One attorney for the plaintiffs said this settlement will involve approximately 1,200 cases nationwide. This settlement deal comes on the heels of Judge Herndon’s announcement last month that, due to a lack of progress settling these last cases, he would consider remanding individual cases back to the U.S. District Court where they were originally filed for individual trial dates. And back in February, Judge Herndon “expressed frustration at the apparent lack of good faith negotiations by Bayer,” which caused thousands of women to wait even longer for a resolution. Bayer’s oral contraceptives litigation has been going on for more than six years.
Yaz, Yasmin and Ocella birth control lawsuits filed against Bayer were consolidated in 2009 into a mass tort program in Pennsylvania, a federal multidistrict litigation (MDL 2100), and consolidated litigations in New Jersey and California. At its height, more than 12,000 files with multiple plaintiffs per file had been brought in the four jurisdictions, making it the largest multidistrict litigation in the nation. By February, the MDL had been reduced to about 3,400 claims, according to court documents.
Bellwether trials in Philadelphia and in the MDL were gearing up in 2012, but the litigation was stayed as Bayer began to settle thousands of blood clot claims involving pulmonary embolisms, deep vein thrombosis and/or gallbladder injury.
At the end of April, 360 cases were pending in the Philadelphia Complex Litigation Center, according to recent statistics. The first arterial blood clot-related case had been set to begin trial in late July, according to The Legal Intelligence. Now, Bayer said it will pay the $56.9 million if a certain percentage of Plaintiffs in various categories opt in, including 97.5 percent of all plaintiffs. Bayer can, however, withdraw from the program if fewer than 97.5 percent of those who are eligible participate.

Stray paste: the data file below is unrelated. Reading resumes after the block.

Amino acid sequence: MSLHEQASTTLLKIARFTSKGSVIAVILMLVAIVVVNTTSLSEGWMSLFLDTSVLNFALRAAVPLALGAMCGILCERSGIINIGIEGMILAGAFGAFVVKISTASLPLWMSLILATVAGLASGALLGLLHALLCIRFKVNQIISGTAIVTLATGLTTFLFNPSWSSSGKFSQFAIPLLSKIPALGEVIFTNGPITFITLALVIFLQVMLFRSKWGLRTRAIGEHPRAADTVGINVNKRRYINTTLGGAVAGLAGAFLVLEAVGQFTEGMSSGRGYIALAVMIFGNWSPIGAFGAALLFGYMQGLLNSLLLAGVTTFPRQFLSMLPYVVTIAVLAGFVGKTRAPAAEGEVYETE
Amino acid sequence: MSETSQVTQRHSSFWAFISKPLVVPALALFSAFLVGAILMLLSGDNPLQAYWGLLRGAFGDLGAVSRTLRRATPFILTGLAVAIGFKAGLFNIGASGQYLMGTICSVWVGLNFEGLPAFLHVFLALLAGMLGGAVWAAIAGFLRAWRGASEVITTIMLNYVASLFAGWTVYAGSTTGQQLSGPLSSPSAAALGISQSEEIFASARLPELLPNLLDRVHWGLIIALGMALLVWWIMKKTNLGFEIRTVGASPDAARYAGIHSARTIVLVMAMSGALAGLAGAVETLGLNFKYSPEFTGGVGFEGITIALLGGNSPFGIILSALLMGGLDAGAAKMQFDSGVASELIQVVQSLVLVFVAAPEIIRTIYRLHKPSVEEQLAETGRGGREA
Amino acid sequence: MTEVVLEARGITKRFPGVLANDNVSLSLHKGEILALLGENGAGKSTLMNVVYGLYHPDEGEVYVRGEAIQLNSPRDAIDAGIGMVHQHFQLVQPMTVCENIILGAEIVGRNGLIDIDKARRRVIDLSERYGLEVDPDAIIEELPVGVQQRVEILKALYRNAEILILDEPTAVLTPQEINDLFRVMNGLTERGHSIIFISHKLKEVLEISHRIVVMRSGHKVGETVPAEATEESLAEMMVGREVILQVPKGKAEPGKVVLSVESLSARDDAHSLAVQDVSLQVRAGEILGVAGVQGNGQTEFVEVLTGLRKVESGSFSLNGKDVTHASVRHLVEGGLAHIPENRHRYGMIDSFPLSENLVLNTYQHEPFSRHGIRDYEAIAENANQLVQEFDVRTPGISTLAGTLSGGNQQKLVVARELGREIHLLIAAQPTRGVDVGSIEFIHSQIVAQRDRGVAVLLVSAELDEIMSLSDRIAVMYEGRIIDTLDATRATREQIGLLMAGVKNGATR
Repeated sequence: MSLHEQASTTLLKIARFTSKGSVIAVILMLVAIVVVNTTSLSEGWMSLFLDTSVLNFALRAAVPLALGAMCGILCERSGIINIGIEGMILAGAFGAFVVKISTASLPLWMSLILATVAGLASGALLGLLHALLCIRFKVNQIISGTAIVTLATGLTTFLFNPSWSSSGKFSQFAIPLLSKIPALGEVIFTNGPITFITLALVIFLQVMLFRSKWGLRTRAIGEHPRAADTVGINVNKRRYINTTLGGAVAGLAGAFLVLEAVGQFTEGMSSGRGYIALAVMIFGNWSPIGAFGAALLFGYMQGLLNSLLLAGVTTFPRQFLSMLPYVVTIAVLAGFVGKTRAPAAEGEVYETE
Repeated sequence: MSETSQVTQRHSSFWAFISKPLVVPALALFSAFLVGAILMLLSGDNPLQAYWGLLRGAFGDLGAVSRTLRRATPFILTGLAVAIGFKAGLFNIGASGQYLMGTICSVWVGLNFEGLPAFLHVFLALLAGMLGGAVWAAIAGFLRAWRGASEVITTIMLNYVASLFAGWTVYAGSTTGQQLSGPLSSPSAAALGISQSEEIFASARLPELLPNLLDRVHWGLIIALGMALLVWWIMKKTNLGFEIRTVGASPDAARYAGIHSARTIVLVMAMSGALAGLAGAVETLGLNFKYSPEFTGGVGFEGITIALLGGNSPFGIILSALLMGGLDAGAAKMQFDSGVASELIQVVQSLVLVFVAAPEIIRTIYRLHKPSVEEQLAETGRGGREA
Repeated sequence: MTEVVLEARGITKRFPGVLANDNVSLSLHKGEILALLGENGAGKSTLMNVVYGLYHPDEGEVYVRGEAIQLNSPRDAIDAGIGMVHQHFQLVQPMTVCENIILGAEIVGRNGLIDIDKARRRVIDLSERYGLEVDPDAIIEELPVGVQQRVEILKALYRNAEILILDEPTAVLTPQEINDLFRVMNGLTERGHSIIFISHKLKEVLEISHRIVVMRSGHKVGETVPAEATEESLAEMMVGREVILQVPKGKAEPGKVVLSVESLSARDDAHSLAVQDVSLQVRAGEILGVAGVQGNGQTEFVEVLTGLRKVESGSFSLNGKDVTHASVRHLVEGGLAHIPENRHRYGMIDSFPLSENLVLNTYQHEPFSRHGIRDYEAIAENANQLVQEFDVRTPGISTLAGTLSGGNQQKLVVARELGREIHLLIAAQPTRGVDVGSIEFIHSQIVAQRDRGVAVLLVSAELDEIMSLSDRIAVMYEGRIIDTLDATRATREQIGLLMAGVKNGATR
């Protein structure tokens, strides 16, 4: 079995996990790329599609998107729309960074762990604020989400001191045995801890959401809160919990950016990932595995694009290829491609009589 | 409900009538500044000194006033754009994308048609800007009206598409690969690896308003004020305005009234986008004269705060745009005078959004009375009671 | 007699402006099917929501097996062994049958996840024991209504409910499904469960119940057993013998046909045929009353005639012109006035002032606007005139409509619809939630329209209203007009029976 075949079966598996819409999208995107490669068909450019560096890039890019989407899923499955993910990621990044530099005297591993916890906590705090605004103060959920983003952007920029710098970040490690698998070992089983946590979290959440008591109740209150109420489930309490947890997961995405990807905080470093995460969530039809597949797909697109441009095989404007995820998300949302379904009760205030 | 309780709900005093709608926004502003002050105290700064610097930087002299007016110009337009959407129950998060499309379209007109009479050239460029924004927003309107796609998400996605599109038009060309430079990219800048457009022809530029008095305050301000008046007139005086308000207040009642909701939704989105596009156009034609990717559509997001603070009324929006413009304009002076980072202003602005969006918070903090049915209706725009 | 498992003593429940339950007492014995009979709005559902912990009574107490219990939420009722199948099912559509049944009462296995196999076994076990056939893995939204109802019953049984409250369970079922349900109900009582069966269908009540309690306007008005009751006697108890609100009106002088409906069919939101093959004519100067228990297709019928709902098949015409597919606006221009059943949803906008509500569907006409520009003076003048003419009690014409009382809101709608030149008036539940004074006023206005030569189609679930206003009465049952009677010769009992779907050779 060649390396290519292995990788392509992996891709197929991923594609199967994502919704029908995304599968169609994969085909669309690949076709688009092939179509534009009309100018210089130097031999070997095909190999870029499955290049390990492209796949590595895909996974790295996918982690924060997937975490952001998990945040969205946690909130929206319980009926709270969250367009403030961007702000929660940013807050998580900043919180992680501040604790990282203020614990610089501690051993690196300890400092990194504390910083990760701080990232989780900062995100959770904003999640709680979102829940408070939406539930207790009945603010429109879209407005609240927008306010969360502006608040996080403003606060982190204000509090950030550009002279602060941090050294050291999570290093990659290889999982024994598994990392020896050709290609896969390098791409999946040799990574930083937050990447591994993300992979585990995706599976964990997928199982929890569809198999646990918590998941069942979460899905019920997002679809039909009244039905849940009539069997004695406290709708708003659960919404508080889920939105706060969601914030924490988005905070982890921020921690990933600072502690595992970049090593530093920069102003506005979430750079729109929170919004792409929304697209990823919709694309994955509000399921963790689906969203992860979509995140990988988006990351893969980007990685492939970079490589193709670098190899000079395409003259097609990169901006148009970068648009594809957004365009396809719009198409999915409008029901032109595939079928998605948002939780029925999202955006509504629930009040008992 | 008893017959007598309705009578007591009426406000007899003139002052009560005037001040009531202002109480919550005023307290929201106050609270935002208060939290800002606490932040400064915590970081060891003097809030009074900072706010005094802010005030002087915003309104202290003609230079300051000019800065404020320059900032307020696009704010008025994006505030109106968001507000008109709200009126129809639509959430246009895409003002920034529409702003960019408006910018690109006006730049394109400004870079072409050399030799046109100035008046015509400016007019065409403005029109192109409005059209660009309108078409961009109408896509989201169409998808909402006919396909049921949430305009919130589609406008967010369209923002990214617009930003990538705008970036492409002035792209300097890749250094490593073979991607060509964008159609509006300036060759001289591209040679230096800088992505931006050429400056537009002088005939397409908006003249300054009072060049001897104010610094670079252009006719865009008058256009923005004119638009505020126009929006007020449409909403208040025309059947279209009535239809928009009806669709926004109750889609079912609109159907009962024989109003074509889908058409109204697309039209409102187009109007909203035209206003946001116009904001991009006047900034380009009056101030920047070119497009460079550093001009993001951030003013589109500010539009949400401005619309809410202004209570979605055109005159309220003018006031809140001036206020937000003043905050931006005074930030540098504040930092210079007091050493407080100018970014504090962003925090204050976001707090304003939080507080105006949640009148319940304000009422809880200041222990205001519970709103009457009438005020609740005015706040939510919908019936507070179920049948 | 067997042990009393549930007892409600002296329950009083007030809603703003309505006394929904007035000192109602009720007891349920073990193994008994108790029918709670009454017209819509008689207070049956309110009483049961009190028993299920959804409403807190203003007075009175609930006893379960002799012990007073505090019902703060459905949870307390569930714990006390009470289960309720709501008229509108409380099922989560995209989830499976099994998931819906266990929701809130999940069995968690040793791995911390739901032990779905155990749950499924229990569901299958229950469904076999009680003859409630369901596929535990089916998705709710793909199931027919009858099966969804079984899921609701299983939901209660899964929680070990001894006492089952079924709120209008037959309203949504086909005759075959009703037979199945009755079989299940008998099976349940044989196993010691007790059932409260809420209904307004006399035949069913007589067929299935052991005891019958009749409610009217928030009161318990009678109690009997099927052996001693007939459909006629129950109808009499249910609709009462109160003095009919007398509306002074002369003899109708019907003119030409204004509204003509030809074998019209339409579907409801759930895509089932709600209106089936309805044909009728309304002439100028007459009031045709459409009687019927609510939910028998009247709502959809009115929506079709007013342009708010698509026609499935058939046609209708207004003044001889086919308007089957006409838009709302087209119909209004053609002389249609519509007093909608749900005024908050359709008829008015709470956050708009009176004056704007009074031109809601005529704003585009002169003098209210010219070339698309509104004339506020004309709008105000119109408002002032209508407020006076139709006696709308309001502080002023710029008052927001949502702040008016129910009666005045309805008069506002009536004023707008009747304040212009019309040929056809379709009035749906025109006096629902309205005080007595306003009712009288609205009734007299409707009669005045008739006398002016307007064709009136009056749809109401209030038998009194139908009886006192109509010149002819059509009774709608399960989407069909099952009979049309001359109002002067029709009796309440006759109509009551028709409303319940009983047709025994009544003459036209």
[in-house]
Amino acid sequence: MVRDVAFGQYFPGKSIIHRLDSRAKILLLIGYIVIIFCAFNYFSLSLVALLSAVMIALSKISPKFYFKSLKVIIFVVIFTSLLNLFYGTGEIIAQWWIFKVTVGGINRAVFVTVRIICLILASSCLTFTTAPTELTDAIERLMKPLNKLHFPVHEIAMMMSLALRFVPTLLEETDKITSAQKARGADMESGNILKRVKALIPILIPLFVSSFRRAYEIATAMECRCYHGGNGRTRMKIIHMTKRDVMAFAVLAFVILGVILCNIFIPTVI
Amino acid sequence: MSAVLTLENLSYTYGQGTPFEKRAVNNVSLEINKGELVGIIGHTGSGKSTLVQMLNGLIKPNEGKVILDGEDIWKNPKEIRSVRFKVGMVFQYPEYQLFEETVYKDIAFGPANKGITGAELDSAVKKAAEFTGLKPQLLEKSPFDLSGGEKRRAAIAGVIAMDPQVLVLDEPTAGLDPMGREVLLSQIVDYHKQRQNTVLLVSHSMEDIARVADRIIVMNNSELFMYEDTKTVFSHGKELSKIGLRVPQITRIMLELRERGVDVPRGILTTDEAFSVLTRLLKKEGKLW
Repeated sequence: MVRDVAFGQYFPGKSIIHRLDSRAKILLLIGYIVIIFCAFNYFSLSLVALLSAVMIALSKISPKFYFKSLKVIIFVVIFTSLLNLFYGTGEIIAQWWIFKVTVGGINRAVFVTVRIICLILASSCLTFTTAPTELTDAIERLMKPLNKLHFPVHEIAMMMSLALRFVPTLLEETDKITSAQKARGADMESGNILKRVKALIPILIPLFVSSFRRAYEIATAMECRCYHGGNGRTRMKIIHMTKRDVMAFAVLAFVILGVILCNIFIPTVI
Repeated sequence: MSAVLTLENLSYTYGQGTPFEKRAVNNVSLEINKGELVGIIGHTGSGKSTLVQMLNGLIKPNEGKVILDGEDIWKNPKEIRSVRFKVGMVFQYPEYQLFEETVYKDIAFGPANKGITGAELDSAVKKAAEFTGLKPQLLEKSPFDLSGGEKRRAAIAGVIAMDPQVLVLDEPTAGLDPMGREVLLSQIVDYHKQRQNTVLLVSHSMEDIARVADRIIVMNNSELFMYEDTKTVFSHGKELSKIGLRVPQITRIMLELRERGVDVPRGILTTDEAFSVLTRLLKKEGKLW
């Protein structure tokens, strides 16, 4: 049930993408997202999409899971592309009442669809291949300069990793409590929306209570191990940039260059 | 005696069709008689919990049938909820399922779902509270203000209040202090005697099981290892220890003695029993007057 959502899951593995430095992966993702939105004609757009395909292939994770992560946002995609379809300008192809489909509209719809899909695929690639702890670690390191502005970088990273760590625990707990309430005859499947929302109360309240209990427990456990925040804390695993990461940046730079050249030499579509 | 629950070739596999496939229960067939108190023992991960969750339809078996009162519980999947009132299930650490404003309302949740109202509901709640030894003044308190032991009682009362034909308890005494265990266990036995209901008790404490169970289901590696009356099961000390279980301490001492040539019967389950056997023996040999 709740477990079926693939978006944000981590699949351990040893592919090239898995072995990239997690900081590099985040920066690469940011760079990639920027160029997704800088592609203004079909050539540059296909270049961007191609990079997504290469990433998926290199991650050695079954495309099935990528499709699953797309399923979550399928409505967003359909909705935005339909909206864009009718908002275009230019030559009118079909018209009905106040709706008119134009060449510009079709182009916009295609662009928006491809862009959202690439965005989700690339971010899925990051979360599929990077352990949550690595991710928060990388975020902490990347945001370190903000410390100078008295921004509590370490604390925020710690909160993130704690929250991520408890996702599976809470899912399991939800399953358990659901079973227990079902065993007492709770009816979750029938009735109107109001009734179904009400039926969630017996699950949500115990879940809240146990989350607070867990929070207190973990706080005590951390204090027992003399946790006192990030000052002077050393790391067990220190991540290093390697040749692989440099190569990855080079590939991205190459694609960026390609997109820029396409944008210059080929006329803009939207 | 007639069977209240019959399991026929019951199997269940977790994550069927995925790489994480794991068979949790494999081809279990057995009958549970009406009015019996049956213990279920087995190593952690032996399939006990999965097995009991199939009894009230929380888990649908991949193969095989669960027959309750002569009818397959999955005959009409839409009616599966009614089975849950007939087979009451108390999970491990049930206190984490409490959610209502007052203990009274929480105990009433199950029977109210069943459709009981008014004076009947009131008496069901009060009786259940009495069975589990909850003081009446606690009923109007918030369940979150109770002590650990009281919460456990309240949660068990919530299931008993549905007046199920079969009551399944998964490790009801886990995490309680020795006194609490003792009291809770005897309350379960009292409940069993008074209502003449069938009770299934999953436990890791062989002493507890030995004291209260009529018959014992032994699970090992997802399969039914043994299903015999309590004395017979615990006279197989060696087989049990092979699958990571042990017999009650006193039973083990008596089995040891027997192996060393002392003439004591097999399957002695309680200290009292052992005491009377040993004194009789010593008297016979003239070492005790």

Bayer Vice President Steven Immergut said in a statement that the company had agreed to settle the cases despite continuing to believe that the drugs did not carry an increased risk of arterial blood clots. “Bayer agreed to this settlement, without admission of wrongdoing or liability, in order to avoid the cost and distraction of litigation and to put the focus back on what matters most - the needs of patients.”
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The cases are In re: Yasmin and Yaz (Drospirenone) Marketing, Sales Practices and Products Liability Litigation, case number 3:09-md-02100, in the U.S. District Court for the Southern District of Illinois; In re: Yaz, Yasmin and Ocella Litigation, case number L-11775-10, in the Superior Court of the State of New Jersey, County of Bergen; In Re: Yaz Yasmin Ocella Litigation, case number 090901307, in the Court of Common Pleas of Philadelphia County, Pennsylvania; and Yaz, Yasmin and Ocella Contraceptive Cases, Judicial Council Coordinated Proceeding No. 4608, in the Superior Court of California, County of Los Angeles.